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Author and journalist Johann Hari started taking antidepressants as a teenager, and for a time, the pills worked. Yet even when he upped his dosage again and again, the pain always returned. His research into the pervasive mental illness led him to understand that most cases of depression aren’t biological. Often, the cause lies in society’s influence on how people live. Hari shares his findings and the innovative approaches experts around the world are using to combat the growing problem.


Of the nine causes of depression and anxiety, only two are biological.

Journalist Johann Hari started taking antidepressants as a teenager to counter what doctors told him was a chemical imbalance in his brain. The drugs would work for a time, but then Hari would need higher doses to keep the pain at bay. He took medication for 13 years. Eventually, he started to question why, like himself, increasing numbers of people in the Western world were experiencing greater levels of depression and anxiety than ever before.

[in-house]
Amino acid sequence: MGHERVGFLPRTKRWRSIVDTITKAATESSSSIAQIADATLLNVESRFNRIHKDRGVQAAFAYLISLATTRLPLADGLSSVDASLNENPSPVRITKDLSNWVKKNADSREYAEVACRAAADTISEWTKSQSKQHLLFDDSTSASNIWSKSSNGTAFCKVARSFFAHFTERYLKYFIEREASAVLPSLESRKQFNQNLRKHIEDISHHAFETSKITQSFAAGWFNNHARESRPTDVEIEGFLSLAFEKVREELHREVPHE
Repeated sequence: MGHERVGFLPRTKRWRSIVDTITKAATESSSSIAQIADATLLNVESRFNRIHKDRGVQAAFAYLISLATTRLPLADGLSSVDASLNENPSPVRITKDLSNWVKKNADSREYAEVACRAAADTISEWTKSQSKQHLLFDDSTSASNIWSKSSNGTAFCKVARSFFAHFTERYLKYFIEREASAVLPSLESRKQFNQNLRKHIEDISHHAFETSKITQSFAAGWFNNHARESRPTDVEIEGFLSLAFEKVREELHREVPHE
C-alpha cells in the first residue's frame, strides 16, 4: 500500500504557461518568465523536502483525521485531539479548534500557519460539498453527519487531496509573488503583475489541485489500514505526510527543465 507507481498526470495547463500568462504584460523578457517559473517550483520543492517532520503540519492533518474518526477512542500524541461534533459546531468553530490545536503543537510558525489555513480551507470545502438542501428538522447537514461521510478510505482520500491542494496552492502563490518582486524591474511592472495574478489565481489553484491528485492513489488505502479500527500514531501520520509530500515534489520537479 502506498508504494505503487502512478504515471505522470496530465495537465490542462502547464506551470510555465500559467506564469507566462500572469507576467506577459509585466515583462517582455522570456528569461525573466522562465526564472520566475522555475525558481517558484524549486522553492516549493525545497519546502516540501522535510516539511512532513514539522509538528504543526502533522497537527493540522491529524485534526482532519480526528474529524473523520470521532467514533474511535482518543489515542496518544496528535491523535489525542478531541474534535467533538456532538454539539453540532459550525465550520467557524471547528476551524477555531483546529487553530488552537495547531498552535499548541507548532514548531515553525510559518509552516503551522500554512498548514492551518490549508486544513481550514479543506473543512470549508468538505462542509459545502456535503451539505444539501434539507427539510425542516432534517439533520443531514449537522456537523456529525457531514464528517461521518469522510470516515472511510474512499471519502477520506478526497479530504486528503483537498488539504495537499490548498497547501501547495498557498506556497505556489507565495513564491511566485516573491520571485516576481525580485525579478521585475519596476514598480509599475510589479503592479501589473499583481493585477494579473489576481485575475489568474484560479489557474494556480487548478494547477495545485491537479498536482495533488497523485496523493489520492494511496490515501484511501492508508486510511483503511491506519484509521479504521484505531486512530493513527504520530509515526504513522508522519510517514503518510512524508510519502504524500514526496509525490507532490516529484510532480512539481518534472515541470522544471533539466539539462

Researchers have uncovered nine different causes of depression and anxiety. Only two are biological: Genes can play a role, and some people undergo brain changes when they fall into depression that makes that darkness difficult to escape. “Imbalances in the way we live,” rather than chemical imbalances, influence the other seven causes of depression. For example, loneliness can trigger depression, as can a meaningless, dead-end job.

As society fails to meet people’s psychological needs, more people struggle with anxiety and depression.

Just as humans require food, water and shelter...

About the Speaker

Johann Hari is a journalist and author of Lost Connections: Why You’re Depressed and How to Find Hope and Chasing the Scream: The First and Last Days of the War on Drugs.

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